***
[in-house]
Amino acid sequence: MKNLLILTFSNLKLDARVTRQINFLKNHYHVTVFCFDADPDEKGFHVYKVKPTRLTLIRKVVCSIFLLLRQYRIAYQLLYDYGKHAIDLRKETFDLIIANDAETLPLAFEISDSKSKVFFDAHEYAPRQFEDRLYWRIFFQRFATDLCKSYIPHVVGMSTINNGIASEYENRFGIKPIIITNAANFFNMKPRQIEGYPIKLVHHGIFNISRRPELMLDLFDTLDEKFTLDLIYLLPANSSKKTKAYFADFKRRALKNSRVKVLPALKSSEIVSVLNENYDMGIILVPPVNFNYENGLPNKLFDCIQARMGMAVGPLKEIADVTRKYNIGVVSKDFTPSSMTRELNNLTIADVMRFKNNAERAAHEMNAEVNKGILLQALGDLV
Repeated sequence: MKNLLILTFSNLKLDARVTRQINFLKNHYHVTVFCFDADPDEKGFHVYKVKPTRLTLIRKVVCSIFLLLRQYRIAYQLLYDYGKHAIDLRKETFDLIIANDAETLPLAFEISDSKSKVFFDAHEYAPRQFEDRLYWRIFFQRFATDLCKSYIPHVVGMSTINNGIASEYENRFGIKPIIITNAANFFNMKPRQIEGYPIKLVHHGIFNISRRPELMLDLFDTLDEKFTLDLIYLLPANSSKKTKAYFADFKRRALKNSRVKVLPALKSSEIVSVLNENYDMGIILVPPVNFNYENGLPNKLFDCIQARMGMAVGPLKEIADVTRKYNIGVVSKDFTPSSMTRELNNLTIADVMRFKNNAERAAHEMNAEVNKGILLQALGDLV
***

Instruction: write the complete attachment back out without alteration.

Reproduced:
[in-house]
Amino acid sequence: MKNLLILTFSNLKLDARVTRQINFLKNHYHVTVFCFDADPDEKGFHVYKVKPTRLTLIRKVVCSIFLLLRQYRIAYQLLYDYGKHAIDLRKETFDLIIANDAETLPLAFEISDSKSKVFFDAHEYAPRQFEDRLYWRIFFQRFATDLCKSYIPHVVGMSTINNGIASEYENRFGIKPIIITNAANFFNMKPRQIEGYPIKLVHHGIFNISRRPELMLDLFDTLDEKFTLDLIYLLPANSSKKTKAYFADFKRRALKNSRVKVLPALKSSEIVSVLNENYDMGIILVPPVNFNYENGLPNKLFDCIQARMGMAVGPLKEIADVTRKYNIGVVSKDFTPSSMTRELNNLTIADVMRFKNNAERAAHEMNAEVNKGILLQALGDLV
Repeated sequence: MKNLLILTFSNLKLDARVTRQINFLKNHYHVTVFCFDADPDEKGFHVYKVKPTRLTLIRKVVCSIFLLLRQYRIAYQLLYDYGKHAIDLRKETFDLIIANDAETLPLAFEISDSKSKVFFDAHEYAPRQFEDRLYWRIFFQRFATDLCKSYIPHVVGMSTINNGIASEYENRFGIKPIIITNAANFFNMKPRQIEGYPIKLVHHGIFNISRRPELMLDLFDTLDEKFTLDLIYLLPANSSKKTKAYFADFKRRALKNSRVKVLPALKSSEIVSVLNENYDMGIILVPPVNFNYENGLPNKLFDCIQARMGMAVGPLKEIADVTRKYNIGVVSKDFTPSSMTRELNNLTIADVMRFKNNAERAAHEMNAEVNKGILLQALGDLV